What If My Birth Mother Shows Up To Claim Me?

Your child's worries about her birth parents are perfectly normal. Reassure her that adoption is forever and your family will remain intact.

A mother reassures her son about his birth parents

Young children lack the ability to completely understand the why’s and how’s of their adoption. Many ask questions when they are preschoolers, but it is in the early elementary school years that thoughts about birth parents often lead to fantasy and speculation. Children are by then beginning to understand that they lost a family before they joined another one, and they are starting to grapple with exactly what that means.

Entwined in their questions are two issues they need to explore with you. First, they want to know why their birth parents couldn’t raise them. They may mourn the loss of their original families, even as they enjoy belonging to their adoptive ones. Second, they worry about whether their birth parents could ever find and reclaim them.

Help Your Child Cope

Anticipate your child’s anxiety. You might consider raising the prospect yourself, rather than waiting for the emotionally loaded question that may never get asked. “Some adopted children worry that their birth parents could pop up and want to take them back,” you might say. “If a child thinks that way, what could their mom or dad say?”

This can uncover what a child thinks is possible and initiate discussion about whether he has ever wondered about this. If information isn’t volunteered, then ask, “Have you ever thought anything like this?”

Offer positive feedback for your child’s thoughts or feelings to encourage continuing discussion. Let him know that it’s sometimes okay to wish that he had not been separated from his birth parents, while affirming his joy in belonging to his (adoptive) family. This is a generous way to convey the idea that you are not in competition with your child’s known or unknown birth parents, and to give permission to claim a connection with his or her ancestral roots.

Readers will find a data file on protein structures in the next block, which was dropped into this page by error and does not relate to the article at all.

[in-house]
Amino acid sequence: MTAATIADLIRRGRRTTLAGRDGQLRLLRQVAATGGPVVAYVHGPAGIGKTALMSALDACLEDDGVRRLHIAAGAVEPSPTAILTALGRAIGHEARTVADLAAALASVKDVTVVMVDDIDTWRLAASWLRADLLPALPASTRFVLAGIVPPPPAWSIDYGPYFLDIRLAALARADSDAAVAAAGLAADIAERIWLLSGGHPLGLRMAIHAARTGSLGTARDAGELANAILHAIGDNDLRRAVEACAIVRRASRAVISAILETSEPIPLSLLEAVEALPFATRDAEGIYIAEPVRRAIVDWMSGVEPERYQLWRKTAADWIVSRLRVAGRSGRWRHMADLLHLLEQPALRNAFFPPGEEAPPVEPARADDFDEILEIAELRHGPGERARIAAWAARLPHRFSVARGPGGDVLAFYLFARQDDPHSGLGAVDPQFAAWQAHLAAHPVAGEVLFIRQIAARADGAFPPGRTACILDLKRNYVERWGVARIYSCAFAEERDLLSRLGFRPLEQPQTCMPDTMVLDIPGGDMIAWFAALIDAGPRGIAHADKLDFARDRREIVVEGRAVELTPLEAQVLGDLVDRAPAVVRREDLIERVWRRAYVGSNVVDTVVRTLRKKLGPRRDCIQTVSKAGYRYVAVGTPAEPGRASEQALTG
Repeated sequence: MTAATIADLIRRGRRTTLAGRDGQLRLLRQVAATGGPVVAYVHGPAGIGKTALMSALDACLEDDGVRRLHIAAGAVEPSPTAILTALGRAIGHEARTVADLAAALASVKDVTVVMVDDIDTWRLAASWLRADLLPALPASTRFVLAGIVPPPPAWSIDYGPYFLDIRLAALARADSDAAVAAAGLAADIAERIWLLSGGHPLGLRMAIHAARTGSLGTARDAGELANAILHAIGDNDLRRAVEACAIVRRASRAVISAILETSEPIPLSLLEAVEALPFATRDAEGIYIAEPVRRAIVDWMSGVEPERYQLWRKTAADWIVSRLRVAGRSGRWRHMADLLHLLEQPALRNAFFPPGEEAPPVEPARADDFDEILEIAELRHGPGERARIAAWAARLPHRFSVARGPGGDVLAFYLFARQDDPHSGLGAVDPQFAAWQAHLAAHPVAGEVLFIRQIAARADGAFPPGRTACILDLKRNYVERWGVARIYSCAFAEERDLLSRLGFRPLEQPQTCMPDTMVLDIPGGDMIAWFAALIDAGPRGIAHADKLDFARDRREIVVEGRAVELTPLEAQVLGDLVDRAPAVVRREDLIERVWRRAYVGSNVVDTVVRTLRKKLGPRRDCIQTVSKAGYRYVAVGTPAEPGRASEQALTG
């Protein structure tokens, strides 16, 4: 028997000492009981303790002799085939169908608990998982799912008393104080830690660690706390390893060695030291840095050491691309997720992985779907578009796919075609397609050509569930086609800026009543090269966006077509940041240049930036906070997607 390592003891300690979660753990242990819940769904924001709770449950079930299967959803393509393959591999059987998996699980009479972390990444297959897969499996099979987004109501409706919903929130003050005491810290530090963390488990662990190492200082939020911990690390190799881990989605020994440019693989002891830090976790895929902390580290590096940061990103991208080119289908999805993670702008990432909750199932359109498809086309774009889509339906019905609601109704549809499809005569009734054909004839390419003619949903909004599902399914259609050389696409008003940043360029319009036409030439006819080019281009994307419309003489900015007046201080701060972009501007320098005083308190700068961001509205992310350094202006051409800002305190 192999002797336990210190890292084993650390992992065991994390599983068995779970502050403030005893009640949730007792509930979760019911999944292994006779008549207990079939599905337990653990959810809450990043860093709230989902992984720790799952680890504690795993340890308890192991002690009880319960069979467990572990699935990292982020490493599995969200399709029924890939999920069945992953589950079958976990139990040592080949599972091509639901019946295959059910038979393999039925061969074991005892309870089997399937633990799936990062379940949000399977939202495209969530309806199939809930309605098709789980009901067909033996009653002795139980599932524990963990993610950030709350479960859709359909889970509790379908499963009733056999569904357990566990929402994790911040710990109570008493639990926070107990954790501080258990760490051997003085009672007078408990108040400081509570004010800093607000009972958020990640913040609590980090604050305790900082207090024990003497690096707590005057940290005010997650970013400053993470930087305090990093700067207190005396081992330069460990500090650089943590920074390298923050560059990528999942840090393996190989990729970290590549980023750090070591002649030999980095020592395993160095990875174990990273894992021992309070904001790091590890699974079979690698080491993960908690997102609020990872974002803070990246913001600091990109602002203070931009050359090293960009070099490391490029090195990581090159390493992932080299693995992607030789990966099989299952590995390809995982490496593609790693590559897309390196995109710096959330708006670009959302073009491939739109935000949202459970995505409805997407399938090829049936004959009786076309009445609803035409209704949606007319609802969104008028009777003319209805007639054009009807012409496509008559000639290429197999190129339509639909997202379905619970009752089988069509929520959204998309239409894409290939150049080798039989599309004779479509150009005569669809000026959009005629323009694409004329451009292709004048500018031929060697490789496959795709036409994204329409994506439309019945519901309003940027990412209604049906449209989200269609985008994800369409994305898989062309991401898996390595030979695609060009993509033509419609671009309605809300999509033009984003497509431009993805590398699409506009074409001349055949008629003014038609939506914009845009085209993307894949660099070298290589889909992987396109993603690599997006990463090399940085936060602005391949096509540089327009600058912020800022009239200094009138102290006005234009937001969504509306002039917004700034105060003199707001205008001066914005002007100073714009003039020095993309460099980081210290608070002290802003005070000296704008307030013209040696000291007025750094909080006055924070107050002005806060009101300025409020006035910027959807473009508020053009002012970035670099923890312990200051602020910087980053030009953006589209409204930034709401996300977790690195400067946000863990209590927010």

Reassure your child that no one can take him away from you. He needs to know that adoption is a legal promise and that you will be his parents forever: “You may wonder and worry whether your birth parents or anyone else could take you away from us. Most adopted children wonder about this. You should know that it can’t happen; the law says that we are legally your parents and this will always be the family you live with.”

Realize that your child may be vulnerable to stress over this issue. She may be concerned about whether she is safe and permanently placed. Few children who have lost a family ever entirely believe that they could not lose another.

Although this is sad, it can bring a special intensity in cherishing one’s adoptive family relationships. But we must let our children know that these are permanent bonds.


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